Top Trump administration officials are affirming America's commitment to advancing Central America's economic prosperity -- despite athat would cut U.S. efforts in the region by between 30 - 40 percent.
"Your success is our success," Vice President Pence told Central American leaders at a conference in Miami Thursday, which also includedand Homeland Security Secretary John Kelly. Tillerson echoed those sentiments, and said that what happens in the Northern Triangle directly impacts the security and economic interests of the U.S., and the region on the whole.
Tillerson described the leaders of the northern triangle countries -- Guatemala, El Salvador and Honduras -- as committed and proactive. Direct U.S. aid was not a big topic of discussion. He praised them for their independence, for not approaching the U.S. "with their hands out," asking the U.S. for government investment. Instead, the secretary said, they took a "how do we act" and" what do we do" approach to the discussions.
The secretary of State also encouraged the countries to continue trying to curb corruption, minimize red tape that deters investment, and streamline tax codes.
Doing so, Tillerson said, "will improve the overall economic competitiveness of the Northern Triangle countries, and boost the willingness of private companies to invest in Central America."
Tillerson asked these governments to consider more private sector partnerships -- for instance, welcoming private companies' help in building up infrastructure in cities as urban populations grow.
The conference was taking place just a day before President Trump was to make his own visit to Miami -- he's slated to talk about his Cuba policy, which is expected to roll back at least in part the Obama administration's opening of U.S. relations with Cuba.
This U.S.-Central America conference, which was an idea generated by Tillerson and Homeland Security Secretary John Kelly, is an effort to further develop the relationship between the U.S. and the Central American countries.
The Trump administration also hopes that this will also help mend the fractured U.S.-Mexico relationship. At the end of the day, Mexican Foreign Minister Luis Videgaray commended the U.S. for putting together the gathering so quickly. This differs from circumstances of their last meeting, during Tillerson's and Kelly's first visit to Mexico. At that time, the relationship between Mexico and the U.S. was under strain. In the same week as their visit came an administration announcement that the U.S. immigration enforcement would be a "military operation," threatening all illegal immigrants with deportation across the Mexican border.
U.S. leaders are still stressing the need to secure the U.S. border. Pence promised that the U.S. "will make sure our borders are closed to those who do us harm and the drugs who ruin our families." Tillerson also referenced the need to drive down illegal migration when he spoke about the region's immense informal working sector -- reaching 70 percent of the labor force in 2016 -- and its repercussions.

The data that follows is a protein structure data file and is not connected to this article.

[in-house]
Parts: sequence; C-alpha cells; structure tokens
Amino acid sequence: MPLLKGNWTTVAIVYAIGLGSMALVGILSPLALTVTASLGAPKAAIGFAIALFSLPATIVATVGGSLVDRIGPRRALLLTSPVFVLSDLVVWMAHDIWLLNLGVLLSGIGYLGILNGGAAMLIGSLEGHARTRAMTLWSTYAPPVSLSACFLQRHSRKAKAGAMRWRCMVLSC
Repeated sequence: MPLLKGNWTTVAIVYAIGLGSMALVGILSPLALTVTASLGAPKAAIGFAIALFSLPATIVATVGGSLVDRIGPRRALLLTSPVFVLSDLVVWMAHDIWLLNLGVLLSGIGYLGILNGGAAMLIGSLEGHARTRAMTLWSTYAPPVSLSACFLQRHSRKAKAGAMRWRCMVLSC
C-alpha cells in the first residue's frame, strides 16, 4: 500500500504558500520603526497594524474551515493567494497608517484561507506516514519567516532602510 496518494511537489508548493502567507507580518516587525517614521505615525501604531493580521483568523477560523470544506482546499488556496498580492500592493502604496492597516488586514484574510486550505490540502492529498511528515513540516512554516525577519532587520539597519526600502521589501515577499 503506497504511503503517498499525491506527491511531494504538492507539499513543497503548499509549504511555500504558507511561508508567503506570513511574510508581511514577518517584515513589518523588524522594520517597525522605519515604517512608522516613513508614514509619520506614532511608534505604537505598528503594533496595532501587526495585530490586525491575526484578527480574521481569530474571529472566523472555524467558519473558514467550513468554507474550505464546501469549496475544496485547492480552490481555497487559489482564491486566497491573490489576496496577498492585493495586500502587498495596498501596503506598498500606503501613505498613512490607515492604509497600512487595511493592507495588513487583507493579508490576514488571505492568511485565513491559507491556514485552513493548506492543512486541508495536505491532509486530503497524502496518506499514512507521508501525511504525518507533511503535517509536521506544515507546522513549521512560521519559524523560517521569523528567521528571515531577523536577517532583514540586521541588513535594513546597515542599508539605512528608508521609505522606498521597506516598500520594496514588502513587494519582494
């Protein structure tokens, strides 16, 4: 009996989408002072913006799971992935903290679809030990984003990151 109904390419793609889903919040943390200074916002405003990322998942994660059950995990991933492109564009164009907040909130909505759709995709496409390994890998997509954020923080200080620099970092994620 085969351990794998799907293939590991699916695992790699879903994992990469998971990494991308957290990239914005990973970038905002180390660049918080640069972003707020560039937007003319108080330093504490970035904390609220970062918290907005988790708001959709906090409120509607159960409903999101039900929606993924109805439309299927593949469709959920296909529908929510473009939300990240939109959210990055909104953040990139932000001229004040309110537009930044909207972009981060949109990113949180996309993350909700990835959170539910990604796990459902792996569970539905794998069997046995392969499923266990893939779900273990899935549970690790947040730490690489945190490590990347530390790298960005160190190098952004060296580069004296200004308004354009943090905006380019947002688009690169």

"An important enabler is the support and the means for children to stay in school and continue their education, gain the basic skills that are necessary to participate in a more productive employment, thus providing a real alternative to stay home in their home country, rather than seeking their future through irregular migration," Tillerson said.
Tillerson also sounded a theme he has mentioned before: the need for Americans to own the drug problem. Last month, he stood with Kelly, as they spoke about the need to propel forward a "comprehensive drug reduction program in the U.S." He explained that Americans are the reason for the high demand. The details of this commitment to driving down demand have yet to be announced but the effort is likely to have a positive impact on the U.S. relations with these countries who have often felt that they receive the full blame.
The Northern Triangle leaders were focused on taking the opportunity to improve their countries' economic development prospects and developing their friendship with the U.S. The leaders also talked about the threats and opportunities in their region -- both of which would have repercussions for the U.S.
"A convulsing Central America, faced with a lack of opportunities and with violence, is a tremendous risk for the United States, Mexico and the region," said Honduras President Juan Orlando Hernandez. "On the contrary, a prosperous and peaceful Central America is America's best investment in support of its people and, of course, a great investment for us."
But some also wanted to demonstrate that their efforts are ongoing and preceded the conference. Guatemalan President Jimmy Morales said that his country has dismantled 92 criminal gangs in the last year, and he asked for support to continue taking Guatemala in the right direction.
"If we remain united, no one is going to devour us," Morales said.